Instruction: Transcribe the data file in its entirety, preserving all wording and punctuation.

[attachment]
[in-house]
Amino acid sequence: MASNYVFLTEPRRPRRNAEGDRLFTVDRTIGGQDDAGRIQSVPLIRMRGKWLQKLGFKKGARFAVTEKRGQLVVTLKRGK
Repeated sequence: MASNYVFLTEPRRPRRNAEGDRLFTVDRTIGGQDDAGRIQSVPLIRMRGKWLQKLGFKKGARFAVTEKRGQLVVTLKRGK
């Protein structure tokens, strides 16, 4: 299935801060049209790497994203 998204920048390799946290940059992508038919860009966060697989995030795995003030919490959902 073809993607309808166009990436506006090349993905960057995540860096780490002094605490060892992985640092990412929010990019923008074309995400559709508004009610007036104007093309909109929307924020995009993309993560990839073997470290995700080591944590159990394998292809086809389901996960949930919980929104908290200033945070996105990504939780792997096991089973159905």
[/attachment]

[in-house]
Amino acid sequence: MASNYVFLTEPRRPRRNAEGDRLFTVDRTIGGQDDAGRIQSVPLIRMRGKWLQKLGFKKGARFAVTEKRGQLVVTLKRGK
Repeated sequence: MASNYVFLTEPRRPRRNAEGDRLFTVDRTIGGQDDAGRIQSVPLIRMRGKWLQKLGFKKGARFAVTEKRGQLVVTLKRGK
């Protein structure tokens, strides 16, 4: 299935801060049209790497994203 998204920048390799946290940059992508038919860009966060697989995030795995003030919490959902 073809993607309808166009990436506006090349993905960057995540860096780490002094605490060892992985640092990412929010990019923008074309995400559709508004009610007036104007093309909109929307924020995009993309993560990839073997470290995700080591944590159990394998292809086809389901996960949930919980929104908290200033945070996105990504939780792997096991089973159905």